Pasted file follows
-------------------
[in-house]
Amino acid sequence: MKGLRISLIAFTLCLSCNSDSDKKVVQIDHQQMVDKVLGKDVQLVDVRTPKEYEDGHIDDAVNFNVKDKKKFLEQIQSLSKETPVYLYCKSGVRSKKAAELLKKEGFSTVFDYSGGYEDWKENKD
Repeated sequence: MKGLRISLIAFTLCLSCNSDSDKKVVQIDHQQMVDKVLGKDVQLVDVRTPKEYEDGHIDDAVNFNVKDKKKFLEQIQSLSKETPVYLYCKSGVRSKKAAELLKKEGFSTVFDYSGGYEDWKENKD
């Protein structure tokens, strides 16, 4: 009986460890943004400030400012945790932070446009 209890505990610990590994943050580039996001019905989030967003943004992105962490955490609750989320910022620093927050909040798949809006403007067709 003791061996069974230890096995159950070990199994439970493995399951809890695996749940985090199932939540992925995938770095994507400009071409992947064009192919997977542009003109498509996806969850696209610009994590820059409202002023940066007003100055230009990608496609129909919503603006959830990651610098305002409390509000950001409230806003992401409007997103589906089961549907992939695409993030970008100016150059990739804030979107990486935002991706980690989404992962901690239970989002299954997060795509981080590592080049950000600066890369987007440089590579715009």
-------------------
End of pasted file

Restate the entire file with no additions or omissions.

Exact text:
[in-house]
Amino acid sequence: MKGLRISLIAFTLCLSCNSDSDKKVVQIDHQQMVDKVLGKDVQLVDVRTPKEYEDGHIDDAVNFNVKDKKKFLEQIQSLSKETPVYLYCKSGVRSKKAAELLKKEGFSTVFDYSGGYEDWKENKD
Repeated sequence: MKGLRISLIAFTLCLSCNSDSDKKVVQIDHQQMVDKVLGKDVQLVDVRTPKEYEDGHIDDAVNFNVKDKKKFLEQIQSLSKETPVYLYCKSGVRSKKAAELLKKEGFSTVFDYSGGYEDWKENKD
């Protein structure tokens, strides 16, 4: 009986460890943004400030400012945790932070446009 209890505990610990590994943050580039996001019905989030967003943004992105962490955490609750989320910022620093927050909040798949809006403007067709 003791061996069974230890096995159950070990199994439970493995399951809890695996749940985090199932939540992925995938770095994507400009071409992947064009192919997977542009003109498509996806969850696209610009994590820059409202002023940066007003100055230009990608496609129909919503603006959830990651610098305002409390509000950001409230806003992401409007997103589906089961549907992939695409993030970008100016150059990739804030979107990486935002991706980690989404992962901690239970989002299954997060795509981080590592080049950000600066890369987007440089590579715009």